Those wanting a more traditional Christmas this year—complete with turtle doves, lords a leaping and gold rings—will need exactly $27,393.17 to foot the bill.
This year marks the 30th anniversary of the PNC Wealth Management Christmas Price Index (CPI). The report, which was launched by the chief economist at a PNC predecessor bank, evaluates the cost of items from the classic carol, The Twelve Days of Christmas, from 12 drummers drumming ($2,854.80) right down the partridge in the pear tree ($15 and $184, respectively.)
Maurice Quiroga, managing director and executive VP of PNC in St. Louis, says the company gets prices from national chains and professional performance companies to calculate the cost. Prices for the partridges, doves, geese and swans came from the National Aviary in Pittsburgh, while prices for ladies dancing and lords a leaping came from the Pennsylvania Ballet and PHILADANCO. A national jewelry chain supplied the cost of the five 14-karat gold rings. While many of these sources are based in the northeast, Quiroga says that because they are national institutions, the prices are aligned with those across the country.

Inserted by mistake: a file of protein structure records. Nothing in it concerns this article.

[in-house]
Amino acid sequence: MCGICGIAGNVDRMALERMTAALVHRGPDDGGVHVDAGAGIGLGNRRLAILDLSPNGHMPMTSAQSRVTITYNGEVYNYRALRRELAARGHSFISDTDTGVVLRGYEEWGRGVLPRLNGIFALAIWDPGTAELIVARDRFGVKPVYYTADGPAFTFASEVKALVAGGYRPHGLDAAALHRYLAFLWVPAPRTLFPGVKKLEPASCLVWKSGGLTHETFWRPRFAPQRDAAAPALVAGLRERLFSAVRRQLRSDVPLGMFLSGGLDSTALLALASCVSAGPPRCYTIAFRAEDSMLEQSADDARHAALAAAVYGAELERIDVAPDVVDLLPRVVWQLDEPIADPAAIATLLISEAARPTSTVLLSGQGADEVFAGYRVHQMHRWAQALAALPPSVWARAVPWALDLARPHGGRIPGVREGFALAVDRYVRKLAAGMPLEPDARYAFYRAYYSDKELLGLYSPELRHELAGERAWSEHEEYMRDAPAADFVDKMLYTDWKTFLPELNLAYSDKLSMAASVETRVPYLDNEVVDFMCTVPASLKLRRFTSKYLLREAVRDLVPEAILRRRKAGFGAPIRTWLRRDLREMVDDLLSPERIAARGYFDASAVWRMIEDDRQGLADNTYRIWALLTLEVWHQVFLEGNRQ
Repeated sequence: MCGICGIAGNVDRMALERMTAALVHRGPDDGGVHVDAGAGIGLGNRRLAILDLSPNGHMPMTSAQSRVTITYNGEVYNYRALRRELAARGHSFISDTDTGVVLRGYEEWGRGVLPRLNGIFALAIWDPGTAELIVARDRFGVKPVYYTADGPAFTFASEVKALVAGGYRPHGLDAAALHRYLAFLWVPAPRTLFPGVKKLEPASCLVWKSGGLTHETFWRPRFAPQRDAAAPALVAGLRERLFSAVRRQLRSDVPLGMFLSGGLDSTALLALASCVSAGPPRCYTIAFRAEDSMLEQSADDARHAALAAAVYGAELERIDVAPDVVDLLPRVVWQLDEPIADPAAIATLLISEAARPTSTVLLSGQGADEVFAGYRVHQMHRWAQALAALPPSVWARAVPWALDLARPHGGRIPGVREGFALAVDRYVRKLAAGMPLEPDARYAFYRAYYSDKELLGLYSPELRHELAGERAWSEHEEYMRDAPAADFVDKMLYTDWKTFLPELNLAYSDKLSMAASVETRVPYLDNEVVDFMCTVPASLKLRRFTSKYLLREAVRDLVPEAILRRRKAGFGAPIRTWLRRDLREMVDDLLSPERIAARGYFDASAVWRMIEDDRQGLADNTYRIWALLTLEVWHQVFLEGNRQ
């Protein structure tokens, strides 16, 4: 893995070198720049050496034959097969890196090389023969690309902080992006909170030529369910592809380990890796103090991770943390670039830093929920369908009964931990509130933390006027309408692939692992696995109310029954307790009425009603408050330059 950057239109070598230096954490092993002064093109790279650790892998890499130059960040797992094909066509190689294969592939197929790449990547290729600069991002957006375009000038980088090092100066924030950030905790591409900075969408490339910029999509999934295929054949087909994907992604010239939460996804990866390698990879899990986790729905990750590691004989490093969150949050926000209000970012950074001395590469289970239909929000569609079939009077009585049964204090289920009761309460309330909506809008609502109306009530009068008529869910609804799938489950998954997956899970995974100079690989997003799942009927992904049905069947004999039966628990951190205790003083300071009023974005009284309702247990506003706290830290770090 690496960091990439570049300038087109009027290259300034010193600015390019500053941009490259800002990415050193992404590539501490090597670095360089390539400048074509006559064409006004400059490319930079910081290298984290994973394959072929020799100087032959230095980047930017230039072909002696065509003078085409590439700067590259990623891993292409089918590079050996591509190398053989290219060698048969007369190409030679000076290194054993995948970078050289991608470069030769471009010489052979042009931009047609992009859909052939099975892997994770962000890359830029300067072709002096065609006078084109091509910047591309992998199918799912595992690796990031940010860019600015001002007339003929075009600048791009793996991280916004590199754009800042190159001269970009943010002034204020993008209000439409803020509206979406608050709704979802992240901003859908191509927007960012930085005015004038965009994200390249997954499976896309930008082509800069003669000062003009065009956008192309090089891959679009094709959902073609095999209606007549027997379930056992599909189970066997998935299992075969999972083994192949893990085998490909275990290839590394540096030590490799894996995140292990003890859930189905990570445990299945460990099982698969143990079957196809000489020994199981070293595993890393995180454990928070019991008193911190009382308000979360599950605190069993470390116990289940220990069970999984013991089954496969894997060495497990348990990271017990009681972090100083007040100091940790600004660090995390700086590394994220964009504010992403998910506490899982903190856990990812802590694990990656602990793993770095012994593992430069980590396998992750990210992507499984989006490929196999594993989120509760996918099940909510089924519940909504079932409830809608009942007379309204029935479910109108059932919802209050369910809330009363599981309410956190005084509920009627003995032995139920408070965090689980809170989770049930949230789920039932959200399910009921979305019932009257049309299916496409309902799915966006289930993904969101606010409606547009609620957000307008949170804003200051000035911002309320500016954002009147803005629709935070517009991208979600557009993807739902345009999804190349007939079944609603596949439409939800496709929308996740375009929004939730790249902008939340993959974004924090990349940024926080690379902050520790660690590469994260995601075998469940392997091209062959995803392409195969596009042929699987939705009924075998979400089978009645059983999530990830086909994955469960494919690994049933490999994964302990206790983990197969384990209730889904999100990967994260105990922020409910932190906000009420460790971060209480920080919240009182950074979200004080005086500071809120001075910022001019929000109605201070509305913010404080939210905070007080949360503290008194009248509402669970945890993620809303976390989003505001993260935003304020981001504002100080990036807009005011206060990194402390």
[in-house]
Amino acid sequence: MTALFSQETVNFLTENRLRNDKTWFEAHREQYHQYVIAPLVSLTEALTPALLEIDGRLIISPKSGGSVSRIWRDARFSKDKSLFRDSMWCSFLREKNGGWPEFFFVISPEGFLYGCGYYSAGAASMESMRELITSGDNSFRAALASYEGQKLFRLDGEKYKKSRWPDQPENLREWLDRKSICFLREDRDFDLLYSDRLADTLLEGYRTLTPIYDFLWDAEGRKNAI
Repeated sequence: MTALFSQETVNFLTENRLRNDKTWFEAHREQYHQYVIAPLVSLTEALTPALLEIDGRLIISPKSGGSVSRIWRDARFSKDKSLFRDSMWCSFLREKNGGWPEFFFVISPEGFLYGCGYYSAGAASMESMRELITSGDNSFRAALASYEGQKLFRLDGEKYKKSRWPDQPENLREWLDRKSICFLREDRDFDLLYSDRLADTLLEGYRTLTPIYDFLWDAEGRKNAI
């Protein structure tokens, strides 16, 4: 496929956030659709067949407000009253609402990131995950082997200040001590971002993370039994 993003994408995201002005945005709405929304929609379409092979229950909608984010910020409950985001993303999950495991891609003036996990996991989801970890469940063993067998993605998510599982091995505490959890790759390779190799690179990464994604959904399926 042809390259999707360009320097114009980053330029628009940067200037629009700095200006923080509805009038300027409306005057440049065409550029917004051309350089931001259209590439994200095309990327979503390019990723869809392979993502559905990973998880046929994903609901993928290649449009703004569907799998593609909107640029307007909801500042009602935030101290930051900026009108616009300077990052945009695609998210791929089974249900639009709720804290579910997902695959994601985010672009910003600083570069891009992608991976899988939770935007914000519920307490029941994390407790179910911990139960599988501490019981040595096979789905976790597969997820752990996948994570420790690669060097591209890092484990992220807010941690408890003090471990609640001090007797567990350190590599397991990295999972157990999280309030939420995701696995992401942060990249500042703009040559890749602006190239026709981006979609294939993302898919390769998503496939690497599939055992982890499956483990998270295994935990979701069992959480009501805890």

While many items remained the same as last year, 11 pipers piping and 12 drummers drumming both saw 2.9-percent increases in 2013. Four calling birds will set back consumers $600, 15 percent more than last year. The price for eight maids a milking, the only unskilled laborers on the report, has stayed the same since 2009, the last time the federal minimum wage increased.
Those in the market for pear trees will save almost $6 compared to last year, but the savings stop there. Last-minute shoppers turning to the Internet will pay $12,300 more than those shopping at brick-and-mortar stores, Quiroga says, for additional expenses and shipping. For a truly lavish holiday, true loves who buy all 364 gifts repeated in the verses will shell out $114,651.18.
“Prices are increasing because of supply and demand,” Quiroga says. “While there are exceptions to given years, what’s most interesting about the history of the CPI is that over the years, the increases have averaged to 2.9 percent, exactly the same number as the U.S. inflation index. So we’re right in line with the index.”
As for next year, Quiroga predicts that 2014 will look similar to 2013, but with less aggressive increase rates as the economy begins to slow down and anticipation for the federal reserve to start raising rates increases.
For consumers wanting to discover more about the CPI, PNC also has launched pncchristmaspriceindex.com, an interactive experience where visitors ‘build’ the gifts online, as well learn about economic trends.